What is normalising?
Normalising is the art of reframing the problem from ‘weird’ and ‘alarming’ to ‘expectable’ and ‘soluble’. Expectable in terms of the cognitive and emotional characteristics of clients, the life problems that triggered the disorder, and the physical result (the anxious state). Soluble in terms of addressing, one by one, their thoughts and emotional judgments, physical state, and difficulties in life.
Underlying clients’ suffering is the belief that they are alone in their distress, and that what they have is a stigma. The attitude many people – including some medical professionals and psychologists – take towards mental health issues may reinforce this judgment. Namely, that they are in fact ‘abnormal’, even ‘pathological’. We see this in the elaborate classifications of DSM-V, the codebook used by psychiatrists all over the world to classify what the book calls ‘mental disorders’. To have one of those still implies shame and weakness in many quarters.
In fact, in any week in England one in four people will report a mental health issue. Approximately half the entire population will report an issue at least once in their lives. Of the rest, many will struggle with mental health but will not seek help. On that basis we might say that these ‘disorders’ are ‘normal’, while mental health is the exception. In explaining clients’ predicaments to them, we are helping them to grasp this fact.
Common mental health problems
One of the most frightening things about having a mental health problem is how crazy it can all seem. Panic attacks in which your body seizes up; depressed moods that make the world seem empty and meaningless; obsessions that keep you doing the same damned thing hour after hour. Too often, the client ends up worrying about where it is all going to end. The anxiety that results creates a spiral of worry that compounds the original issue. The burning question many clients have is: what the hell is happening to me? Why this? Why now? Clients naturally seek answers, and failure to address this may block people from taking that first step towards recovery.
Earning the client’s trust in therapy
Related to these questions is another concern: will a psychotherapist be able to help me? Do they know what they are doing? Can I trust them? This concern is especially salient if the visitor has never been inside a consultation room before. It’s even more pressing if she has, and been turned off by the vague, or disturbing, answers so far received from the professionals.
In framing the answer in terms of normalising problems the therapist is not simply offering re-assurance. She is also providing a route map. One that takes in the reasons for the problem, and shows what the solution might be. Along the way, she normalises the predicament the client is in.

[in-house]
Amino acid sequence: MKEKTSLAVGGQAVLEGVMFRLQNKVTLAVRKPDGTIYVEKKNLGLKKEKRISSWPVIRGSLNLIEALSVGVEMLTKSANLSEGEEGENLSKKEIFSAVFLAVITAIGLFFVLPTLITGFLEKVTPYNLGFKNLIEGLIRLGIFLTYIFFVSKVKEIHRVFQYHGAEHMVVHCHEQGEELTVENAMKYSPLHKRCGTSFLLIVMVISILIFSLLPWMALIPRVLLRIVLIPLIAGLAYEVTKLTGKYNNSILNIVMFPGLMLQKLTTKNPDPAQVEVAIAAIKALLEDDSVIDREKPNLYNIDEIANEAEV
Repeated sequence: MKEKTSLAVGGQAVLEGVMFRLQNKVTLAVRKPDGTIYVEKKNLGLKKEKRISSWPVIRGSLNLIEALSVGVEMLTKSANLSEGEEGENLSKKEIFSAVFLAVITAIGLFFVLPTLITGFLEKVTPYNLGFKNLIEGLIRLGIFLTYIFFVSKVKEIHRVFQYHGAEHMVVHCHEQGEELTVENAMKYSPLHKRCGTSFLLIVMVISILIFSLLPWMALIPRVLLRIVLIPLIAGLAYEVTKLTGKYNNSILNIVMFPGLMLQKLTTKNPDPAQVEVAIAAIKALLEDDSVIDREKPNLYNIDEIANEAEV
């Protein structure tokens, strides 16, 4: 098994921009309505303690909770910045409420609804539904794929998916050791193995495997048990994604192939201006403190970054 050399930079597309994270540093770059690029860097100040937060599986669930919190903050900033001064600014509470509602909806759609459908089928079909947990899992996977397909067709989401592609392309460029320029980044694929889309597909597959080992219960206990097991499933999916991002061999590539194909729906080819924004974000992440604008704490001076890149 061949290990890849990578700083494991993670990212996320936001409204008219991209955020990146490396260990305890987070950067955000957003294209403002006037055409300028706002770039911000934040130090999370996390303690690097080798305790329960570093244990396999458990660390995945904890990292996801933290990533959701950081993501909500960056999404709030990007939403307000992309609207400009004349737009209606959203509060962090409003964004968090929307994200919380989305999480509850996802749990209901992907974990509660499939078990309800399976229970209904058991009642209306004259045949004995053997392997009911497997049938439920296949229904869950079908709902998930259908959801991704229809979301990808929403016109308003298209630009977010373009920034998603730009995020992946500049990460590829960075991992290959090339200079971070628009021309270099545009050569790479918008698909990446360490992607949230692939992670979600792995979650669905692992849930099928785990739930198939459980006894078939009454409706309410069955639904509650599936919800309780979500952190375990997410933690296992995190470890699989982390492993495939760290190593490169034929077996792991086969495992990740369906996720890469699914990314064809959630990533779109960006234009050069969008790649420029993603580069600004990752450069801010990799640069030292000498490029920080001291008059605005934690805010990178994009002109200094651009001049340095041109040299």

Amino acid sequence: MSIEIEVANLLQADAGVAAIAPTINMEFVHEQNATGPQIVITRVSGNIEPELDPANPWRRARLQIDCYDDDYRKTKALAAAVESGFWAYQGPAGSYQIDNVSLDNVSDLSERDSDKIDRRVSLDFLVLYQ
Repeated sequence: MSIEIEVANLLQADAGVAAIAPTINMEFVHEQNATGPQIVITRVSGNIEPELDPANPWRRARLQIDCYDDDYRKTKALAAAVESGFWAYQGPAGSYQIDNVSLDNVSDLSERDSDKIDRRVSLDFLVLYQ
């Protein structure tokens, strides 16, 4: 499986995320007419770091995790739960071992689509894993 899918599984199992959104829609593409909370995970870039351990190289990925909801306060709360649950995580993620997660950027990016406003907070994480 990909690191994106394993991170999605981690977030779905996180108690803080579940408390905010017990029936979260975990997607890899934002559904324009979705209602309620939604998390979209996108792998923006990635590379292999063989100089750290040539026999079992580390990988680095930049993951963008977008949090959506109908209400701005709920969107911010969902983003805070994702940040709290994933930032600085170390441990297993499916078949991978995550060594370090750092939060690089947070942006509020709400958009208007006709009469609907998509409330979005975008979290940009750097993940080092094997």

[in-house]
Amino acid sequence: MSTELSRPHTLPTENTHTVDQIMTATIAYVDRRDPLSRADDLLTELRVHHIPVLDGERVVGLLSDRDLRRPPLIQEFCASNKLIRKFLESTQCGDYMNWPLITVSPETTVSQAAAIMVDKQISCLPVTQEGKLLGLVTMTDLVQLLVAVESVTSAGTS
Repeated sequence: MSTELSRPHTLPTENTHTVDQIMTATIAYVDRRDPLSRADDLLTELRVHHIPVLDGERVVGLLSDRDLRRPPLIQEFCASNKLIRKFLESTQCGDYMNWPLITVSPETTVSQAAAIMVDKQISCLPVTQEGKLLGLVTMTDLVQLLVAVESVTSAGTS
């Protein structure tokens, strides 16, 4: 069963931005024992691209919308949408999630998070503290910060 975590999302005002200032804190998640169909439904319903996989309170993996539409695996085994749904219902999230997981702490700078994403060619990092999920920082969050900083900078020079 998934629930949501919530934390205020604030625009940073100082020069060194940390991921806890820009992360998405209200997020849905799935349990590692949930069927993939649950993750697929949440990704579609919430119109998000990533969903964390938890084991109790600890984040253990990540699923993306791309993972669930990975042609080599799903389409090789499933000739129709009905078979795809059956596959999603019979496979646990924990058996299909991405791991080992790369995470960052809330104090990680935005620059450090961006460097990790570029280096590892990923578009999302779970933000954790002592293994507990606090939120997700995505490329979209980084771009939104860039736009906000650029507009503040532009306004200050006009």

Let us take a case of general anxiety, the most commonly reported mental health issue. Lisa is a woman in her mid-thirties, with a history of over-thinking and worry dating back to teenage years. Her father, let us say, has a similar history. Perfectionistic and self-doubting, Lisa has a demanding job in financial services in which faultless work is expected, and mistakes punished.
One day, in struggling to meet an unrealistic deadline, Lisa notices panicky sensations. Following that, she develops the thought that she is ‘cracking up’ and could lose her job. By degrees, the panicky feelings worsen and she worries she won’t be able to carry on. Unable to sleep, she goes to her GP who offers Citalopram, an SSRI drug commonly prescribed for anxiety and insomnia. Unfortunately, the drug makes things worse and her worries increase. Her line manager is unsympathetic when she phones in sick, and gives Lisa the impression that her job is on the line unless she sorts herself out quickly. Desperate, she attends for therapy.
After a brief survey of events over the past few months, the therapist might say something like this:
“There are several factors that go towards your problem. Firstly, that you have inherited a disposition towards anxiety. This may be genetic, or maybe as a child you modelled some of your father’s traits. Or it could be both. This is a common reason people fall into anxious habits – habits you have developed since your schooldays.
Fortunately, these habits can be changed. And one thing I would like to work with you on changing are your thoughts about yourself and about work – especially the thought that drives you towards perfectionism. Another thought I have been hearing about is your worry about the panicky feelings you’ve described. That is entirely normal, but counter-productive, as each time you have an anxious thought about your panicky feelings they will get worse.
We’ll do some work on breaking this loop. First, by showing you how you can defuse from anxiety, then by changing your thoughts about it, also by showing you ways that you can calm yourself. Finally, there is workplace stress. Your difficulty there is that your employers frequently present you with projects that can’t meet their deadlines. That is one trigger for your anxious thoughts at work, and I would like to work with you on how you can negotiate some realistic targets with your line manager. Is this a plan that would interest you?”
In providing answers to two questions: ‘What is wrong with me?’ and ‘How do I get out of this?’ the therapist has a window of opportunity, in which she explains how the problem came to appear, while also pointing to the achievable steps towards resolving it. Along the way normalising the problem by pointing to its common origins, what research has revealed about it, and the tried-and-tested procedures for addressing it.
Properly delivered these answers will provide the client with understanding, clarity of purpose, feelings of relief, as well as a motivation to start on the work of therapy. That way the path to change lies open.